2020 Photo Challenge #7

February’s theme / technique: Being Creative with Patterns

The six visual keys to a great photograph are:

    • Patterns
    • Texture
    • Lines
    • Light
    • Depth of field

This month we are going to look at Patterns. Patterns can be found everywhere, in nature or man-made constructions. For a photographer, using patterns is key to a good composition.

They are made up of repeated objects, geometric shapes or abstract patterns, or colours and they may be random or ordered. Visual patterns in nature are often loose and organic – think of spirals, waves, rock formations, sand.

    • Try using patterns as the main subject of your photo with the focal point on the patterns removing the context.
    • Or you can use the pattern as a backdrop to something else.
    • Try abstract imagery using close-up photography – peeling paint, rust stains for example
    • Break the pattern, for instance position one red apple in the midst of a pile of green ones. And of course remembering the rule of thirds, any break should be on an intersection.
    • Create your own patterns.
    • Combine patterns. Contrasting or complementary patterns work well.
This week's assignment is a bit more difficult – Break the pattern, disrupt the continuity in some way

Continue reading 2020 Photo Challenge #7

2020 Photo Challenge #6

February’s theme / technique: Being Creative with Patterns

The six visual keys to a great photograph are:

    • Patterns
    • Texture
    • Lines
    • Light
    • Depth of field
    • Space

This month we are going to look at Patterns. Patterns can be found everywhere, in nature or man-made constructions. For a photographer, using patterns is key to a good composition.

They are made up of repeated objects, geometric shapes or abstract patterns, or colours and they may be random or ordered. Visual patterns in nature are often loose and organic – think of spirals, waves, rock formations, sand.

    • Try using patterns as the main subject of your photo with the focal point on the patterns removing the context.
    • Or you can use the pattern as a backdrop to something else.
    • Try abstract imagery using close-up photography – peeling paint, rust stains for example
    • Break the pattern, for instance position one red apple in the midst of a pile of green ones. And of course remembering the rule of thirds, any break should be on an intersection.
    • Create your own patterns.
    • Combine patterns. Contrasting or complementary patterns work well.
This week's assignment – Shoot from a different perspective. Look up, look down or shoot from a distance.

Continue reading 2020 Photo Challenge #6

2020 Photo Challenge #5

February’s theme / technique: Being Creative with Patterns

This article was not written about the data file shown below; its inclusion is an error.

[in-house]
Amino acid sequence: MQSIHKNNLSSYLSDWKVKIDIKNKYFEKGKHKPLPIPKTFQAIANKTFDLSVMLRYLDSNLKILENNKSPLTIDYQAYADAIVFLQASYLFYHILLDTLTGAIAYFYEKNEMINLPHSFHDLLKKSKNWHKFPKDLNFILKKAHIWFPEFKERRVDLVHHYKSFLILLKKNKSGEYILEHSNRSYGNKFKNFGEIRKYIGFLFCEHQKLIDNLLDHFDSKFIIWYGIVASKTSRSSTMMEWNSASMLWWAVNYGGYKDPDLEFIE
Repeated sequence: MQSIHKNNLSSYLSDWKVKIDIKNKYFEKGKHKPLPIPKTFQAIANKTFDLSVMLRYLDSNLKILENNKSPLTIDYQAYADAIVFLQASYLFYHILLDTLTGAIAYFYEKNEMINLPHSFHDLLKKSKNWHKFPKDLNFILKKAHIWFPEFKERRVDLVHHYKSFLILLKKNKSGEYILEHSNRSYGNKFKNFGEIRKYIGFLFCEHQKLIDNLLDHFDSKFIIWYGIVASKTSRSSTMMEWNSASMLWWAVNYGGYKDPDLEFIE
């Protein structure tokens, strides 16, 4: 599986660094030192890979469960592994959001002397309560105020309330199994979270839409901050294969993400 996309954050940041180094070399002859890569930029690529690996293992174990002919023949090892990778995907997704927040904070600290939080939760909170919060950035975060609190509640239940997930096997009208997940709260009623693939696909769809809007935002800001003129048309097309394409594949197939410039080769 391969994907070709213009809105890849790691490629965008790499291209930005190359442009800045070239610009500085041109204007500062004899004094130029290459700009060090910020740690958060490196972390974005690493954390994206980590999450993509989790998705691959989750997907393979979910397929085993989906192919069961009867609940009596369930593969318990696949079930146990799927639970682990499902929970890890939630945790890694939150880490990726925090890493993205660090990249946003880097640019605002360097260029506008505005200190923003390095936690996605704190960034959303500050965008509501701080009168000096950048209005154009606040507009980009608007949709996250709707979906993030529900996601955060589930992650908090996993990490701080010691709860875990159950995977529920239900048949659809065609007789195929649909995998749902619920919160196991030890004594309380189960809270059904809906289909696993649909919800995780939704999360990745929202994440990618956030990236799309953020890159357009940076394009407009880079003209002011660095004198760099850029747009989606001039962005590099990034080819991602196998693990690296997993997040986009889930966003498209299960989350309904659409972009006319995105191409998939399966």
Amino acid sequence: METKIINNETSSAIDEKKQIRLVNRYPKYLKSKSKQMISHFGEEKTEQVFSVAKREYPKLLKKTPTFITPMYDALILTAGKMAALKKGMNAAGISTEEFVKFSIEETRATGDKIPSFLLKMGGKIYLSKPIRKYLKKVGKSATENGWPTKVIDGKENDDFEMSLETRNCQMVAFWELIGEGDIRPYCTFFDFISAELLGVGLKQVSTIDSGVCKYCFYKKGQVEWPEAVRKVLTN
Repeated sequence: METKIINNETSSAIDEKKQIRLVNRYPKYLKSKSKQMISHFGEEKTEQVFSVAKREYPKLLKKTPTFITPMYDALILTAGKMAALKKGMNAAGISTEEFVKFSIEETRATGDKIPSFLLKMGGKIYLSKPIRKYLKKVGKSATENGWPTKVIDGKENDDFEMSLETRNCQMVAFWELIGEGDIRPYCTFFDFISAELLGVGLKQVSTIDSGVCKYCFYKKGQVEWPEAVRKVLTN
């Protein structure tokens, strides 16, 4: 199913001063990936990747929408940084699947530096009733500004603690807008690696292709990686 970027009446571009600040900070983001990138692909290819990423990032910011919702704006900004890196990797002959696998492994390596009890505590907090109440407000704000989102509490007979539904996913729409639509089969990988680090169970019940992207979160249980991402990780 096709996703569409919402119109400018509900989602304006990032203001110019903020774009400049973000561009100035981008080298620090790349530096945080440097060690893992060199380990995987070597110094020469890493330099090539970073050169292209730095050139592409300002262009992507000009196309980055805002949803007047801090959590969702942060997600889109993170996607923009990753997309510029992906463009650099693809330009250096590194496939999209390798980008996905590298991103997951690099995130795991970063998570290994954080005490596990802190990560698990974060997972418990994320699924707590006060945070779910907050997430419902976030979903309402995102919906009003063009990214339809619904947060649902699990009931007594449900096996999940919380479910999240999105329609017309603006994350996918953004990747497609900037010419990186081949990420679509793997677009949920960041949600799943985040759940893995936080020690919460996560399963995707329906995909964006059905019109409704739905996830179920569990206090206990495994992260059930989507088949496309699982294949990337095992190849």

If you want to see what this month’s assignments are in advance then please click here. All the assignments are available from the menu on the left under the 2020 Photo Challenge / Assignments.

The six visual keys to a great photograph are:

    • Patterns
    • Texture
    • Lines
    • Light
    • Depth of field
    • Space

This month we are going to look at Patterns. Patterns can be found everywhere, in nature or man-made constructions. For a photographer, using patterns is key to a good composition.

They are made up of repeated objects, geometric shapes or abstract patterns, or colours and they may be random or ordered. Visual patterns in nature are often loose and organic – think of spirals, waves, rock formations, sand.

    • Try using patterns as the main subject of your photo with the focal point on the patterns removing the context.
    • Or you can use the pattern as a backdrop to something else.
    • Try abstract imagery using close-up photography – peeling paint, rust stains for example
    • Break the pattern, for instance position one red apple in the midst of a pile of green ones. And of course remembering the rule of thirds, any break should be on an intersection.
    • Create your own patterns.
    • Combine patterns. Contrasting or complementary patterns work well.
This week's assignment – look for various types of patterns - squares, circles, triangles and so on.

When you find an interesting example take several shots, shifting your camera position slightly between each one. Examine your pictures carefully to see which one produces the best result. It may not be the one you expected.

Continue reading 2020 Photo Challenge #5

WPC: Lookin’ up

I always  look up when out with a camera. Especially in a city. You can get a different perspective of a building; an unusual roof-line, architectural details, shapes, shadows, angles and patterns.

DSCF6466

Sometimes the focal point is a break in the pattern as in this darker window amongst the rows of identical windows on a Sydney skyscraper.